It’s four o’clock now and there are only a couple of items left to cross from my to do list. I go downstairs, turn up the heater, play some music from my itunes library (no radio) and set to cook dinner. It must be simple and fast, which is all my depressed brain allows at this moment.
After cooking dinner, I go to the garden to pick up dead leaves, and water the hanging baskets, the ones the hummingbirds love, with tears running down my face.
In the evening, when my husband arrives, I hug him and cry on his shoulder. “It wasn’t a good day. Was it?” He asks. “It was difficult,” I answer, “but I pulled through. I even cooked dinner.”
The next day, the sun wakes me up early. Without effort I get up from bed and set goals for the day, and the rest of the week ahead. I have weathered this storm in the best possible way, using the coping skills I have learned, with a to do list and determination as tool.
The battle goes on, but I’ll succeed. I am a phenomenal woman.
It’s widely believed that people who suffer from bipolar disorder lack the focus to complete their projects. Without adequate care or guidance, a bipolar person can get lost in a myriad of projects and interests in the height of mania, and then lack the energy to carry them out when depressed.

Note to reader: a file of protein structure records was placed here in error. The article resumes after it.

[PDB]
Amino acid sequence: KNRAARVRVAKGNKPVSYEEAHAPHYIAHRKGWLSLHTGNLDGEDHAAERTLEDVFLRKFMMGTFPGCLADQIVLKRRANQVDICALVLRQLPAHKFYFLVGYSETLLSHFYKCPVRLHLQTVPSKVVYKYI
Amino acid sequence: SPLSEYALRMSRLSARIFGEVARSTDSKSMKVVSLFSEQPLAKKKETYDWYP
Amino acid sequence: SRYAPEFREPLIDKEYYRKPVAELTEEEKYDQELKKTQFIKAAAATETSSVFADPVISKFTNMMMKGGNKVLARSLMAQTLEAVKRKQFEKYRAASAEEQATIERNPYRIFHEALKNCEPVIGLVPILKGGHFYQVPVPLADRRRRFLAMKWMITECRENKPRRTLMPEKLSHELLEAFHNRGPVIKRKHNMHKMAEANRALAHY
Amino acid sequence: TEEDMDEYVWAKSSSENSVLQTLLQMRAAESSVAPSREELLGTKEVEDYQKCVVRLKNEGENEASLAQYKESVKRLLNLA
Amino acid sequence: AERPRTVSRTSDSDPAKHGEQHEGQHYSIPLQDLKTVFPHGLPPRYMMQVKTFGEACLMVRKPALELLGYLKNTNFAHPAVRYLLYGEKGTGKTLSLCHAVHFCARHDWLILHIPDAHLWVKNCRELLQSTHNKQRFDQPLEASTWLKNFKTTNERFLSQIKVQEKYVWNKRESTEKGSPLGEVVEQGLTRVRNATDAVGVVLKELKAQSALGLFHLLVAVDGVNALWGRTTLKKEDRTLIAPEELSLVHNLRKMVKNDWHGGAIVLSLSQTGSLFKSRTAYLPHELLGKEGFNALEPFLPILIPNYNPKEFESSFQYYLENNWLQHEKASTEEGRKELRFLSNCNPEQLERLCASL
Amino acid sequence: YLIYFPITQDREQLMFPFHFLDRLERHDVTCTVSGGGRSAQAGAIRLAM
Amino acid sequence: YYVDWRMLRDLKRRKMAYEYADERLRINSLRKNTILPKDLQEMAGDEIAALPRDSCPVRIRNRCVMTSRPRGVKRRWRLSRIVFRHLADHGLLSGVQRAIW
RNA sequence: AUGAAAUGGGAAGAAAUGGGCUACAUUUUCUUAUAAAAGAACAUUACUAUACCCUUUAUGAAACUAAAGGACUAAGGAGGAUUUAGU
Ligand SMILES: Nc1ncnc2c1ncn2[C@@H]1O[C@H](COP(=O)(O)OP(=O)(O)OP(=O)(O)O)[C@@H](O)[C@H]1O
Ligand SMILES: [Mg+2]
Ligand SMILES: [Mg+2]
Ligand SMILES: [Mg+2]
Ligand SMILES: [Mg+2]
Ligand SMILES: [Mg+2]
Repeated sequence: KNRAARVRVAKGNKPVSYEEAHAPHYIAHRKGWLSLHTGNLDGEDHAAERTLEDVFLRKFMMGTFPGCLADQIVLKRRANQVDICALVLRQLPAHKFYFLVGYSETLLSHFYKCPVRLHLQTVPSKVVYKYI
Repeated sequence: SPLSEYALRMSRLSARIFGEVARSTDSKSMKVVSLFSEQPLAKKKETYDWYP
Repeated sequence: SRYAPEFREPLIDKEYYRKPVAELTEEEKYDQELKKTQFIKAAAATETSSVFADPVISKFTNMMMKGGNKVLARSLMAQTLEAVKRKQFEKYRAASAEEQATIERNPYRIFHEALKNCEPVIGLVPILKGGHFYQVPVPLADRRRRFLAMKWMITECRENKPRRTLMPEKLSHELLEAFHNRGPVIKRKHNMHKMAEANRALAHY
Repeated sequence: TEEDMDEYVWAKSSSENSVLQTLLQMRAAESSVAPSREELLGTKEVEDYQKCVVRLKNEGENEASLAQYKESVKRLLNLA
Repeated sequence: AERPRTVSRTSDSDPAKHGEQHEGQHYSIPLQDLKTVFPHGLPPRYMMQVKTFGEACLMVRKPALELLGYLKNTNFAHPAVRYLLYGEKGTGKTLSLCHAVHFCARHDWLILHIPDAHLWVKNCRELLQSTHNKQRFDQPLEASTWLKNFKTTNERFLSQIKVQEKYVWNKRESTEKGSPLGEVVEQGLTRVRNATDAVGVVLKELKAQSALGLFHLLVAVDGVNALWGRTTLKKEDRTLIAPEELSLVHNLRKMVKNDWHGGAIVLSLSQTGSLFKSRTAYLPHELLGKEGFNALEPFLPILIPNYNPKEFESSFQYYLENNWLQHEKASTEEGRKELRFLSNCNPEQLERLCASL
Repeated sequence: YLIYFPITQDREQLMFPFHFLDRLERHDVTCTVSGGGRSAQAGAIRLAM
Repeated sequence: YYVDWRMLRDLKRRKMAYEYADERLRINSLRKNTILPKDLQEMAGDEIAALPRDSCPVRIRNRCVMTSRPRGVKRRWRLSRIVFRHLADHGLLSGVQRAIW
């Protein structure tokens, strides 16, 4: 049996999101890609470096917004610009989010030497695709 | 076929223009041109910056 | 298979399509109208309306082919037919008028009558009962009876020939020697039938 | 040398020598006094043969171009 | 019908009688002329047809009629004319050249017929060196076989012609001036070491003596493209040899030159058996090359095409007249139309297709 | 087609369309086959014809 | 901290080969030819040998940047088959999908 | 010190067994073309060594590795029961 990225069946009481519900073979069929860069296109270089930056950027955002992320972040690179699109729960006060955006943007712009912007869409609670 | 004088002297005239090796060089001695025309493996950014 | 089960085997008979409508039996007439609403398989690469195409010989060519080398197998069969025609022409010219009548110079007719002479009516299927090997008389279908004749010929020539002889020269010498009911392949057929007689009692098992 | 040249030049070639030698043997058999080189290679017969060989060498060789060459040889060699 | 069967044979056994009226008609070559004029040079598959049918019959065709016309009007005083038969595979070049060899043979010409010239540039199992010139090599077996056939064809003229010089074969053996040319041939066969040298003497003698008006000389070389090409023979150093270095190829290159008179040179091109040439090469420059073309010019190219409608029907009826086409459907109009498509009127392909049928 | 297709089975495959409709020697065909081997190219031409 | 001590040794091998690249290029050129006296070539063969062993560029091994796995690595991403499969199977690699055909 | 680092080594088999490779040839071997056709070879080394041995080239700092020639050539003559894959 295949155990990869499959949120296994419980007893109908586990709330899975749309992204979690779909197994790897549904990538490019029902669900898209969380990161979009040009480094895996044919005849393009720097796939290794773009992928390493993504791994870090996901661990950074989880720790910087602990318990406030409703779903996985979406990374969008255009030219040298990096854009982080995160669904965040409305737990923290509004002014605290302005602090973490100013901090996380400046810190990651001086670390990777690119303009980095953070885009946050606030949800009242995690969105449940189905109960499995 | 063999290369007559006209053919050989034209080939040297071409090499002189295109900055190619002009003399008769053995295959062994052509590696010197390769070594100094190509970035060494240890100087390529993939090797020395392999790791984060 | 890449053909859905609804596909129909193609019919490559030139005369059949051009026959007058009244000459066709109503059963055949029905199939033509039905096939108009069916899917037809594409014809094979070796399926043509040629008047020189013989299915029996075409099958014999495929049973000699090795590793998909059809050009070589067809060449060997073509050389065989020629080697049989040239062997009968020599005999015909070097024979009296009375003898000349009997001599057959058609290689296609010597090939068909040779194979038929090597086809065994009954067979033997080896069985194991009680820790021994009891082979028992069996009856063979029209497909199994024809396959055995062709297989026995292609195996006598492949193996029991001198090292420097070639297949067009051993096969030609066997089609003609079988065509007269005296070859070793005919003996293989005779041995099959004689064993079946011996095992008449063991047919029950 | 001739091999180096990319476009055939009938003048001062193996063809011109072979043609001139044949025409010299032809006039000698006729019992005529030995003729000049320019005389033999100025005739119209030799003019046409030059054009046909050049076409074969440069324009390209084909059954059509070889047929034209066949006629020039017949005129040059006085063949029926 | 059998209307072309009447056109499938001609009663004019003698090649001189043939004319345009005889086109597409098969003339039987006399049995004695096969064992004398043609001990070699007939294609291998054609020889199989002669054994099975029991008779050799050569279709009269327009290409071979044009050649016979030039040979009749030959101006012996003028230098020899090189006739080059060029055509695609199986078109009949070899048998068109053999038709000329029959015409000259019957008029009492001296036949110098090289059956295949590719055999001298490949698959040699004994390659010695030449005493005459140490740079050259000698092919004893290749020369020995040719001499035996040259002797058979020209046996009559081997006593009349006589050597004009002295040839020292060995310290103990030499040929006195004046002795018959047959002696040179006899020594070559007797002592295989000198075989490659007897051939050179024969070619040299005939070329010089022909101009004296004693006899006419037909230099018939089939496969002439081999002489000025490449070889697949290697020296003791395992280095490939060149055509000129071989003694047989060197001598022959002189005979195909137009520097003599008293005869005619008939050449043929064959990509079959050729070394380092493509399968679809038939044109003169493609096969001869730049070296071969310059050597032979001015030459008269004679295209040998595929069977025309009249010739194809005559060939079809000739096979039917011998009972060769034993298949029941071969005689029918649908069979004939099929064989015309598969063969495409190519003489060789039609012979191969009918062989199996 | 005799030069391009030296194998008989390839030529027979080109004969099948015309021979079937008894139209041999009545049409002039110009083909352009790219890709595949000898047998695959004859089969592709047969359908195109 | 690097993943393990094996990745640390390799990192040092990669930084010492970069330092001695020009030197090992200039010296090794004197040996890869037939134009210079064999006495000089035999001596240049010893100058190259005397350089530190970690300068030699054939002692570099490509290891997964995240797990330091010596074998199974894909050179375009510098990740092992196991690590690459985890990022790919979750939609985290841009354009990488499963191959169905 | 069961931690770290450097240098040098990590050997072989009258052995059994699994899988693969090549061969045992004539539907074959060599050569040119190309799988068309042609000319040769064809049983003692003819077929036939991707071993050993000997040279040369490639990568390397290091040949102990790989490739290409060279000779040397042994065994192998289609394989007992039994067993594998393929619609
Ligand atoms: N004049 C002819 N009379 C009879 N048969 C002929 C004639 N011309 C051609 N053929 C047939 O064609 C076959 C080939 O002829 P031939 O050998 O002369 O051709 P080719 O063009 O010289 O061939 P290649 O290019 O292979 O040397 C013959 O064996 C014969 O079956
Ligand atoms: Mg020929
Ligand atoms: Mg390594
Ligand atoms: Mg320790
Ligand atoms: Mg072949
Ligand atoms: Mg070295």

For a while it seemed that way with me. With equal passion and dedication, I took care of my family, cooked elaborate meals, crocheted tablecloths and blankets, planted trees, made cards, taught classes, and wrote a book. Continue reading
First they stigmatized the lepers.
The power holding institution of the Middle Ages, the church, believed that leprosy was the result of god’s anger and that only segregation and suffering would lead to the salvation of the leper. Isolation also secured the safety of the rest of the population, those who were accepted as normal and didn’t pose any threat to others.
When leprosy disappeared from Europe by the end of the Middle Ages, the buildings of exclusion remained marginalized at the outskirts of the cities, stigmatized as a place for the poor, the criminal, the vagrant, and “deranged minds.”1 All that was needed was an informant pointing a finger to send the “deviant” to the former lazar house, excluded for life, away from the normal population. The church encouraged the actions of informants by propagating fear among the ignorant. Continue reading